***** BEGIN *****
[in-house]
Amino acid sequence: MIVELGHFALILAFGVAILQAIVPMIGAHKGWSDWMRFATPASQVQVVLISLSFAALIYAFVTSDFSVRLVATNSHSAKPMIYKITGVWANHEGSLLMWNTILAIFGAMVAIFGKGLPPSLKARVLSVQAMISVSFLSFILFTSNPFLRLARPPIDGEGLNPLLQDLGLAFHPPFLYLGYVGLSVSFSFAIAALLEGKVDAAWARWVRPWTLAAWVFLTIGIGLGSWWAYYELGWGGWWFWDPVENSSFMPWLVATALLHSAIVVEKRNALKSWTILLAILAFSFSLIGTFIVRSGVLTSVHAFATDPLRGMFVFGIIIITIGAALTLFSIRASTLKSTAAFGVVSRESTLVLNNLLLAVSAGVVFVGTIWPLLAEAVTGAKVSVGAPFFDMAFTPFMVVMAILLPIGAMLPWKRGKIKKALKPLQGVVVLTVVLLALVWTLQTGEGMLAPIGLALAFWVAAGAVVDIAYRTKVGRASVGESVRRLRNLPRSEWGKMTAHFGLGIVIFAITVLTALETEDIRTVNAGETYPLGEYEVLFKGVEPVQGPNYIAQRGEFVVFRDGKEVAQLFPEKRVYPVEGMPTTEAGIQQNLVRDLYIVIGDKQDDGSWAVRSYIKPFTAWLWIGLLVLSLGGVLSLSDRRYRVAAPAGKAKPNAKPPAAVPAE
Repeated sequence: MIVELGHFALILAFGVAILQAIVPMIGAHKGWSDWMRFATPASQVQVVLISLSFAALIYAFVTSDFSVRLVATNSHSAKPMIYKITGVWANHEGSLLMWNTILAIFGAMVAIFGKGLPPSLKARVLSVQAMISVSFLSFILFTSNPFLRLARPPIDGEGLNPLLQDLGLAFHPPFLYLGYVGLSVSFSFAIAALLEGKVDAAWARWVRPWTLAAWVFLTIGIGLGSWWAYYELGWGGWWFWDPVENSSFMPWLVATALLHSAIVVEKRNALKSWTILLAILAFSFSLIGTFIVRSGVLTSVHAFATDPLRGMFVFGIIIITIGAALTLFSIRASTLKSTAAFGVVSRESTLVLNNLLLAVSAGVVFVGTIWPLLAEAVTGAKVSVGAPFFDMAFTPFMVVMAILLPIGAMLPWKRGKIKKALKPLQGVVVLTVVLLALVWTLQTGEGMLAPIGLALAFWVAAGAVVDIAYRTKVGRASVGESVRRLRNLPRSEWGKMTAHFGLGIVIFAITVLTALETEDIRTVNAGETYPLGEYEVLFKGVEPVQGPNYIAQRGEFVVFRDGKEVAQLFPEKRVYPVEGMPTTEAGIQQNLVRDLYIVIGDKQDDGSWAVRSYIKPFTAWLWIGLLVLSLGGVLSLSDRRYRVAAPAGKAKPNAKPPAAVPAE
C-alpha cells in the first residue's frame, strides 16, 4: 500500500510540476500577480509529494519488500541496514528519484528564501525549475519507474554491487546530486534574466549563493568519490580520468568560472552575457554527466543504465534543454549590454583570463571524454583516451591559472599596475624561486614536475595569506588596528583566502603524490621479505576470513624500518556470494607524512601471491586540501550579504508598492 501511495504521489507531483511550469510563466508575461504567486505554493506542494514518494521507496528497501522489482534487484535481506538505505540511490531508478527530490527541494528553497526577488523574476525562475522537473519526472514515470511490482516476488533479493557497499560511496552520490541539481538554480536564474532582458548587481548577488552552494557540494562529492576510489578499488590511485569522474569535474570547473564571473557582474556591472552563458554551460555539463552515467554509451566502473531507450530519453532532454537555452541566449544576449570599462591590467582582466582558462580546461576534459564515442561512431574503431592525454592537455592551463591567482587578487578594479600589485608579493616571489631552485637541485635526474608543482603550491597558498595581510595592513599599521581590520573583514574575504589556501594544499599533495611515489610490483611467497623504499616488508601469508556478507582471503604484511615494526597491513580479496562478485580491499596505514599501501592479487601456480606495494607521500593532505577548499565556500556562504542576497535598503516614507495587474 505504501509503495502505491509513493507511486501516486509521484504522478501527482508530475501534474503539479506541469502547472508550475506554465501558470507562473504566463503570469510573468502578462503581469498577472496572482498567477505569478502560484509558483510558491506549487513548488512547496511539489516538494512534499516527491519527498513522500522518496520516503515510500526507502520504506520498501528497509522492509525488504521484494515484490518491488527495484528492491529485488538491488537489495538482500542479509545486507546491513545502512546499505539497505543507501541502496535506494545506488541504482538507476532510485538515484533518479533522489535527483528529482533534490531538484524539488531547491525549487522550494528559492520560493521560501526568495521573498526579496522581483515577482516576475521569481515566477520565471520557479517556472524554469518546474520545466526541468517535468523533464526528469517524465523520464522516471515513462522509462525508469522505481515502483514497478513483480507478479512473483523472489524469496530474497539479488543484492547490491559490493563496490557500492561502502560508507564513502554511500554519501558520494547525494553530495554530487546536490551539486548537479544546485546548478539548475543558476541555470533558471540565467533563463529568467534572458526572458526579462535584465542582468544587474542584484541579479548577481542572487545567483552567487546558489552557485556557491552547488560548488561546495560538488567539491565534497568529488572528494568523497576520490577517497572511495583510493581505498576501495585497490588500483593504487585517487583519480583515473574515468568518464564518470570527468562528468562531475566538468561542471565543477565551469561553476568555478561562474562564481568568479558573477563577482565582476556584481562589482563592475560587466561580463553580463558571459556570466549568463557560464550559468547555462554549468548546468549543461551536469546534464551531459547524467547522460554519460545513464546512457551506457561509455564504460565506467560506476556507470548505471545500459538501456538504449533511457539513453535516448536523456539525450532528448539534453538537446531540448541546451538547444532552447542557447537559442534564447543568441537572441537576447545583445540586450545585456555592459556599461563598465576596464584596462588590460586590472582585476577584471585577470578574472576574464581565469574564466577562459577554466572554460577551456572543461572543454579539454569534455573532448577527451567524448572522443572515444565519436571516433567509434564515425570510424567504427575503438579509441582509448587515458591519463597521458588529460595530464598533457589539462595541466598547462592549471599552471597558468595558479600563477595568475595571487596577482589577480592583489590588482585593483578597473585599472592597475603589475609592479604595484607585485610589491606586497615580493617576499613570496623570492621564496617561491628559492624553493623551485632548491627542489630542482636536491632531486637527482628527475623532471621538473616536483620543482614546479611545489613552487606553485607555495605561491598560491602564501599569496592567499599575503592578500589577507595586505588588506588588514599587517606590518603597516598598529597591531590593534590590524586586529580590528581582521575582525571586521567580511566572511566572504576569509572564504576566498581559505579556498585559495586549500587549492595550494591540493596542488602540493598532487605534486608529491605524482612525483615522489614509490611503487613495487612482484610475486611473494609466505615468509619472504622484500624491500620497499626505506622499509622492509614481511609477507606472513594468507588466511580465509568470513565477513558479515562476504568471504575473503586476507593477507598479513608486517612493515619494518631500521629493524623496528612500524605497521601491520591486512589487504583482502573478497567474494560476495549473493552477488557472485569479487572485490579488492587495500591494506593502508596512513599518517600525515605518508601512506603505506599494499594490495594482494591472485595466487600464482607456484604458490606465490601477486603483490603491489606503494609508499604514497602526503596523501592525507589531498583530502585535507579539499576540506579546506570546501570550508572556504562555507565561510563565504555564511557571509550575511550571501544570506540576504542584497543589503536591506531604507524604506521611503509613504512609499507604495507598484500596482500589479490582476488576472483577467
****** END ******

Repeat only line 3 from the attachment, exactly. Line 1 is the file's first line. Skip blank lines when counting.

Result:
Repeated sequence: MIVELGHFALILAFGVAILQAIVPMIGAHKGWSDWMRFATPASQVQVVLISLSFAALIYAFVTSDFSVRLVATNSHSAKPMIYKITGVWANHEGSLLMWNTILAIFGAMVAIFGKGLPPSLKARVLSVQAMISVSFLSFILFTSNPFLRLARPPIDGEGLNPLLQDLGLAFHPPFLYLGYVGLSVSFSFAIAALLEGKVDAAWARWVRPWTLAAWVFLTIGIGLGSWWAYYELGWGGWWFWDPVENSSFMPWLVATALLHSAIVVEKRNALKSWTILLAILAFSFSLIGTFIVRSGVLTSVHAFATDPLRGMFVFGIIIITIGAALTLFSIRASTLKSTAAFGVVSRESTLVLNNLLLAVSAGVVFVGTIWPLLAEAVTGAKVSVGAPFFDMAFTPFMVVMAILLPIGAMLPWKRGKIKKALKPLQGVVVLTVVLLALVWTLQTGEGMLAPIGLALAFWVAAGAVVDIAYRTKVGRASVGESVRRLRNLPRSEWGKMTAHFGLGIVIFAITVLTALETEDIRTVNAGETYPLGEYEVLFKGVEPVQGPNYIAQRGEFVVFRDGKEVAQLFPEKRVYPVEGMPTTEAGIQQNLVRDLYIVIGDKQDDGSWAVRSYIKPFTAWLWIGLLVLSLGGVLSLSDRRYRVAAPAGKAKPNAKPPAAVPAE